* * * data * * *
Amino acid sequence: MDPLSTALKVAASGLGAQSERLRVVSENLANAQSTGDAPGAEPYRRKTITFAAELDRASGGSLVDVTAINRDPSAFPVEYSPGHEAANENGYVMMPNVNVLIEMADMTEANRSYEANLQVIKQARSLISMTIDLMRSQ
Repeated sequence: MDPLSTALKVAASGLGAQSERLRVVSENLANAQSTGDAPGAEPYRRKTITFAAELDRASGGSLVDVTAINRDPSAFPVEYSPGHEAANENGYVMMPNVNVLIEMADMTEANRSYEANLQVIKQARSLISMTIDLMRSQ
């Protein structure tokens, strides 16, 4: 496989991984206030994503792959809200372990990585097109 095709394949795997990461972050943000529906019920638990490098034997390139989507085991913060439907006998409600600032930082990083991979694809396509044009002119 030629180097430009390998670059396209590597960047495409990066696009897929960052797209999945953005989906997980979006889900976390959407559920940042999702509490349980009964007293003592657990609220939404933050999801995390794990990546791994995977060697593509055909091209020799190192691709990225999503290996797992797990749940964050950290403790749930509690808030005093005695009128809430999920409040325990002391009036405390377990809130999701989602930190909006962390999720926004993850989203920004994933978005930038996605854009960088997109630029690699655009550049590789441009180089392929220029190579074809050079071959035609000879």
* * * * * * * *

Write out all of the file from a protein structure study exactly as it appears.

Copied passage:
Amino acid sequence: MDPLSTALKVAASGLGAQSERLRVVSENLANAQSTGDAPGAEPYRRKTITFAAELDRASGGSLVDVTAINRDPSAFPVEYSPGHEAANENGYVMMPNVNVLIEMADMTEANRSYEANLQVIKQARSLISMTIDLMRSQ
Repeated sequence: MDPLSTALKVAASGLGAQSERLRVVSENLANAQSTGDAPGAEPYRRKTITFAAELDRASGGSLVDVTAINRDPSAFPVEYSPGHEAANENGYVMMPNVNVLIEMADMTEANRSYEANLQVIKQARSLISMTIDLMRSQ
């Protein structure tokens, strides 16, 4: 496989991984206030994503792959809200372990990585097109 095709394949795997990461972050943000529906019920638990490098034997390139989507085991913060439907006998409600600032930082990083991979694809396509044009002119 030629180097430009390998670059396209590597960047495409990066696009897929960052797209999945953005989906997980979006889900976390959407559920940042999702509490349980009964007293003592657990609220939404933050999801995390794990990546791994995977060697593509055909091209020799190192691709990225999503290996797992797990749940964050950290403790749930509690808030005093005695009128809430999920409040325990002391009036405390377990809130999701989602930190909006962390999720926004993850989203920004994933978005930038996605854009960088997109630029690699655009550049590789441009180089392929220029190579074809050079071959035609000879």